Luis “Baboon” Palomino is widely considered one of the more skilled, technical fighters in bare knuckle. That opinion doesn’t just come from him, but from several world class fighters and trainers, so it holds more weight than the usual pre-fight braggadocio. Listening to all of those people may not be necessary; if you have about 30 minutes, you can watch Palomino’s entire bare knuckle career, thanks to two quick knockout victories.
In his five fights in BKFC, the lightweight champion has shown he can aggressively pounce on opponents quickly, or take his time and win on points, using angles and better technique. Palomino even toughed out a title defense while significantly diminished, feeling the aftereffects of a serious COVID-19 infection. He’s healthy now, he says, and as versatile as ever.
Going into the next defense of his title at Knucklemania 2, Palomino says that challenger Martin “Smash” Brown is irrelevant. The champion would approach this fight roughly the same way no matter who opposed him: gunning for a knockout.
“My full energy and power is at 100% capacity,” Palomino said emphatically. “I’m back. And I’m hungry to knock somebody’s head off. I don’t care about Martin Brown, I’m older than [getting personal] and I’m smarter than that. I just wanna knock somebody the f*ck out. And he just happens to be next. I’m going for the kill. He’s gonna go to sleep.”
The stereotype of a menacing fighter and the idea that anger is always the primary motivator for a warrior are both somewhat negated when speaking with Palomino. He seems very calm and generally at peace—apart from the desire to decapitate, of course.
Whereas some fighters simply do, and don’t know why or how, or even have the curiosity to want to know those things, Palomino can analytically break techniques down and make them pleasant to the ear. He’s good at relating what it might be like to be a fighter. If asking about upcoming opponents could be construed as bait, he won’t take it.
“My feelings [toward Martin Brown] are zero,” Palomino says coolly. “Everyone believes that they have to try and emulate Conor McGregor and really sell fights. [Brown] is showing this persona that’s not him. All of the sudden he’s this tough guy and calling me an easy fight. I mean, does he really believe that? I have no feelings toward him. He’s another person in the way.”
When Palomino was ill, however, he was sick enough that his career could have truly ended. Completing normal, everyday tasks was difficult going into his last defense, against Dat Nguyen at BKFC 22.
“I couldn’t even walk places without an oxygen tank,” said Palomino. “You think you’re normal for one moment, like I’m there feeding the dogs, and next thing I know I’m out of breath.”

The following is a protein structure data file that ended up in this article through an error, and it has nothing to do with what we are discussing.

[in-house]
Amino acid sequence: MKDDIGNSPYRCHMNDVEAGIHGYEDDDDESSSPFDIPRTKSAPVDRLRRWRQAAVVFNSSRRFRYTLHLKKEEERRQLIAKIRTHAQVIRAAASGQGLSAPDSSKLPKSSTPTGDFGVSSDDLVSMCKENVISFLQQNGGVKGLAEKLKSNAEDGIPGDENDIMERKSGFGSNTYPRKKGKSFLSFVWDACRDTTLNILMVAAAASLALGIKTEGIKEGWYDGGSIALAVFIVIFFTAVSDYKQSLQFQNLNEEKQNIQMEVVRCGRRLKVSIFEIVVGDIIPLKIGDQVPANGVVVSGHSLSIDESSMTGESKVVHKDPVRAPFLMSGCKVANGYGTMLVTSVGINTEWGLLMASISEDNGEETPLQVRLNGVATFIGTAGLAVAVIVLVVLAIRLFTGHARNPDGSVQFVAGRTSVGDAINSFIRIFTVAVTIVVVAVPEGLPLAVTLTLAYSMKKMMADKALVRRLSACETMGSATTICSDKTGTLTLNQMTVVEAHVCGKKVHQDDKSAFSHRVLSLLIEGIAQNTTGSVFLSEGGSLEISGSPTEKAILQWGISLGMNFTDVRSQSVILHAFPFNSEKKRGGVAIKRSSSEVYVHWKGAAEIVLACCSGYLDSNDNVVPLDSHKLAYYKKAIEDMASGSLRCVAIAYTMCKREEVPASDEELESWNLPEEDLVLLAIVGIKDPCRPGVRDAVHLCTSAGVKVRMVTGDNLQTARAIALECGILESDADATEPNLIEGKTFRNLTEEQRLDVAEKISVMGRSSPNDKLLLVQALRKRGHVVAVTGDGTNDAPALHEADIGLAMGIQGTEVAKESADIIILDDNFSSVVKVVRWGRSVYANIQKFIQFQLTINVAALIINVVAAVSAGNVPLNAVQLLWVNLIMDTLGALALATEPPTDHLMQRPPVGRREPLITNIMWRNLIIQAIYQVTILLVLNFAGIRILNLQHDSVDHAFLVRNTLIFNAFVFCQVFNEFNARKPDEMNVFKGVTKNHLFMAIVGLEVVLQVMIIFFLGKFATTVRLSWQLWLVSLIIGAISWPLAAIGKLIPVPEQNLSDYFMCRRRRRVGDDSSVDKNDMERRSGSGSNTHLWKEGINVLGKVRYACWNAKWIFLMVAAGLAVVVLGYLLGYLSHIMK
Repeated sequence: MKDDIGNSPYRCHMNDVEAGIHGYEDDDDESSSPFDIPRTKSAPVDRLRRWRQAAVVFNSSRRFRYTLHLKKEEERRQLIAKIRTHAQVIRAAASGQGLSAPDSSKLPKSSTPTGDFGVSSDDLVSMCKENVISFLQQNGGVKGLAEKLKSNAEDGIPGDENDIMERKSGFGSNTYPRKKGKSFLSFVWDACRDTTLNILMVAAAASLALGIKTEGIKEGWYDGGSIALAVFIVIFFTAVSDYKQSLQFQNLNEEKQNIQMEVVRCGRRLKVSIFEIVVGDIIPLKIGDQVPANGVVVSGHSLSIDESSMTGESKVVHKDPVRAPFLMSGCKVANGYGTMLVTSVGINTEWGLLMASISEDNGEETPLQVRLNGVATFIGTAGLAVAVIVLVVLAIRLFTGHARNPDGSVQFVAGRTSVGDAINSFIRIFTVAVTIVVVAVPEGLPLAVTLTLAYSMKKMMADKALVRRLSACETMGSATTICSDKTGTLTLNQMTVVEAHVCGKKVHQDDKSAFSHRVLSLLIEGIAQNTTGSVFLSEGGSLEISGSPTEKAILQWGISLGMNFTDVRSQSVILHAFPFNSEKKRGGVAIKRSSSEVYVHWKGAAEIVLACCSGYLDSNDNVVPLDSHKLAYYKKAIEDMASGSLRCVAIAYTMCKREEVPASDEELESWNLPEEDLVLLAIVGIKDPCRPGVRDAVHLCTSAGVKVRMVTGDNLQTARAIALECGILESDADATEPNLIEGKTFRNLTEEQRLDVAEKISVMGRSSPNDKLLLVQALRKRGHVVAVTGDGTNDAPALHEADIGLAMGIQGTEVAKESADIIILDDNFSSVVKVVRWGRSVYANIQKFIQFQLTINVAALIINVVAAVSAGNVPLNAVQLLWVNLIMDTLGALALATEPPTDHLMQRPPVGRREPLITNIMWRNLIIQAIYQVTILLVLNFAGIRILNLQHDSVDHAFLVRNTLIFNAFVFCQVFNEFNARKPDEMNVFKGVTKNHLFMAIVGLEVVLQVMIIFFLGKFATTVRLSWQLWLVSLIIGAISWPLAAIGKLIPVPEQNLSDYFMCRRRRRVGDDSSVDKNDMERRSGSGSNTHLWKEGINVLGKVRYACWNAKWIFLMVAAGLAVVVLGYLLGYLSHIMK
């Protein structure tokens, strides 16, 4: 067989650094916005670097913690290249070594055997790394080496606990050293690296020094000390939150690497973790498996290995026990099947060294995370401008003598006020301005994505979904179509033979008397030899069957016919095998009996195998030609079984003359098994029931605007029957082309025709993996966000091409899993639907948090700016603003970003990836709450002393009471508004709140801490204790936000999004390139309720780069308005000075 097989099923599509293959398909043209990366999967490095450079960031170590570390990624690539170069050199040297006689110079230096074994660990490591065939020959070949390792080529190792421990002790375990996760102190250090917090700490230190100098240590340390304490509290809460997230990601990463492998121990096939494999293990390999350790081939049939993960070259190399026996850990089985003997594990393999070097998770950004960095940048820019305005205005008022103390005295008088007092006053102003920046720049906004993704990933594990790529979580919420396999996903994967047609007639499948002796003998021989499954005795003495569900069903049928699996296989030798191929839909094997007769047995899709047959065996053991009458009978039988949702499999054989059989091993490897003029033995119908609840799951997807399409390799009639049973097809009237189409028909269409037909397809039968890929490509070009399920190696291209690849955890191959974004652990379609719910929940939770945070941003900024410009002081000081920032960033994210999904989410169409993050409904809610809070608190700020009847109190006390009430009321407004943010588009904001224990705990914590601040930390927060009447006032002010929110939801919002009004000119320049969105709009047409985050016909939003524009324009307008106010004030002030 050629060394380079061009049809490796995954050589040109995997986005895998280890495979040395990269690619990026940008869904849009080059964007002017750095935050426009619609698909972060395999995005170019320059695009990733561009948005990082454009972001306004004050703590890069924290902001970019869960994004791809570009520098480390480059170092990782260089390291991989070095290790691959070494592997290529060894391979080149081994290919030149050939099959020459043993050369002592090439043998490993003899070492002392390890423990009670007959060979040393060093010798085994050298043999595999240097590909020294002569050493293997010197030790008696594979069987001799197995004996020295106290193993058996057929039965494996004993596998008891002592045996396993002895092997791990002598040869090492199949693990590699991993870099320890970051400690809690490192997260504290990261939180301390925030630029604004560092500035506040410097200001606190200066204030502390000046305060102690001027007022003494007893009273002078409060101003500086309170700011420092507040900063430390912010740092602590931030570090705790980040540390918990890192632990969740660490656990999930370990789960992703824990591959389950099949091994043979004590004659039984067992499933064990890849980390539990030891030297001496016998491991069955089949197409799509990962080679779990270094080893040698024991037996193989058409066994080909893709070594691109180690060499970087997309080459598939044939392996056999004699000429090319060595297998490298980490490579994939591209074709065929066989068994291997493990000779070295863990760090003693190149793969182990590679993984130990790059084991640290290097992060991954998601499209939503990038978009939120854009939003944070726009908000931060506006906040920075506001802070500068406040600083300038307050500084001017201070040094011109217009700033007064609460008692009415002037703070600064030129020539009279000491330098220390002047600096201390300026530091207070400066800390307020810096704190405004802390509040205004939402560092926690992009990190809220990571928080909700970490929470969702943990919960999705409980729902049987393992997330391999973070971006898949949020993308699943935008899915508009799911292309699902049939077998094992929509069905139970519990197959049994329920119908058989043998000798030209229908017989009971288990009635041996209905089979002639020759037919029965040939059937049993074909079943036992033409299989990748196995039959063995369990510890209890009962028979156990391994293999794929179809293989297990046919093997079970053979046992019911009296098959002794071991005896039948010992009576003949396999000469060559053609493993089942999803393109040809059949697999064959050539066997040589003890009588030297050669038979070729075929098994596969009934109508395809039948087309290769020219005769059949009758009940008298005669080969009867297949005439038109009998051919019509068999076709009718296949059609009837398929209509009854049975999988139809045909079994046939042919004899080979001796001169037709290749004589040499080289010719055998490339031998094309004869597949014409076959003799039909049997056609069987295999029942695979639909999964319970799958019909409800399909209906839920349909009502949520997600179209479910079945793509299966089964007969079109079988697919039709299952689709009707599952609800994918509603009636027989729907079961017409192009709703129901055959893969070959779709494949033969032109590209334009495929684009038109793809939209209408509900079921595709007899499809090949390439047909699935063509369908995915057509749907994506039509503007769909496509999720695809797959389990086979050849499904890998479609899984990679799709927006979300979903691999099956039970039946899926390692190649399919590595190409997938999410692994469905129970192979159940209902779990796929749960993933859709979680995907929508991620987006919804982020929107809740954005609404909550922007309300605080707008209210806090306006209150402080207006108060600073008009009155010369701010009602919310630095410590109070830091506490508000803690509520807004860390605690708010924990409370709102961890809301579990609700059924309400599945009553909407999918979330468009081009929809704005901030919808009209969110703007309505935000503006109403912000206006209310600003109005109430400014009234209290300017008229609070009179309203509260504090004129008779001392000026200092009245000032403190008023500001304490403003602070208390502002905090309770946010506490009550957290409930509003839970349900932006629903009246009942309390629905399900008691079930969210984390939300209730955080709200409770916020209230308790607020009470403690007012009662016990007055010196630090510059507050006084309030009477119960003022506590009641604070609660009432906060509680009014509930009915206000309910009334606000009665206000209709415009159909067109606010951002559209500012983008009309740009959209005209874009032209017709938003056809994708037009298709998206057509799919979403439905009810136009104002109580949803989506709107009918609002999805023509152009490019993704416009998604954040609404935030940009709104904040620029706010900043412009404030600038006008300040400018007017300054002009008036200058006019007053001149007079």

The inability to train for the Nguyen fight as he usually would, and his subsequent lukewarm performance, is about the only thing that gets Palomino’s dander up, just barely.
“Three months prior to the [Dat Nguyen] fight, I’m coming off a hospital bed,” Palomino says, when asked about circumstances surrounding the fight. “My medical records said I was pre-anemic, pre-diabetic and had no cortisol. It was really bad. People don’t understand that, but I don’t really care. I know what I did. I took a fight from the hospital bed, got ready for the fight with no power or strength, lost muscle mass and still did really well. I was untouched.”
In most combat sports, the damage to a fighter’s face isn’t always indicative of how well they performed. Bare knuckle is different. It’s a sport “built for me,” Palomino insists. Knuckles tear flesh, mark up skin. Under those conditions, getting through five two-minute rounds with a clean face afterward is quite impressive.
Besides, Palomino says, there will always be detractors. Especially in a new sport surrounded by doubters being proven wrong time and again.
“Some of those people [criticizing bare knuckle fighters] have probably never fought a day in their lives. It’s their opinion, you respect peoples’ opinions. At the end of the day, this is a sport so there’s gonna be good talk and bad talk, but as long as they’re talking [it’s fine]!”
One of the few places where they aren’t talking about Palomino enough is Peru, his home country. Just a few months ago, Palomino visited Peru for the first time in more than three decades and was disappointed to learn that nobody knew about the Peruvian lightweight champion in BKFC. But that will change, he demands. The crew of a popular Peruvian television show recently cover Palomino’s training, for starters, and the champion says he can bring BKFC to South America.
“I’m the only Peruvian in the world with titles in four different [mixed martial arts] organizations, two different weight classes. And I’m the only bare knuckle world champion out of Peru. I would love to take BKFC to Peru. I know I can fill a stadium over there.”
First up, though, is Martin Brown, who is no pushover at 3-0. Just don’t remind Palomino. The champion has bigger plans: becoming the first ever two-division bare knuckle champion.
“After this fight, I want the 165-pound strap. I don’t care if I have to go to Puerto Rico to take it [from welterweight champion Elvin Brito]. If he don’t want that, we can take it to Peru.”
His plans are ambitious. There aren’t many bare knuckle fighters with the know-how to pull it off. If Palomino can make to 6-0, take his plans seriously.
Follow Patrick Connor on Twitter: @PatrickMConnor
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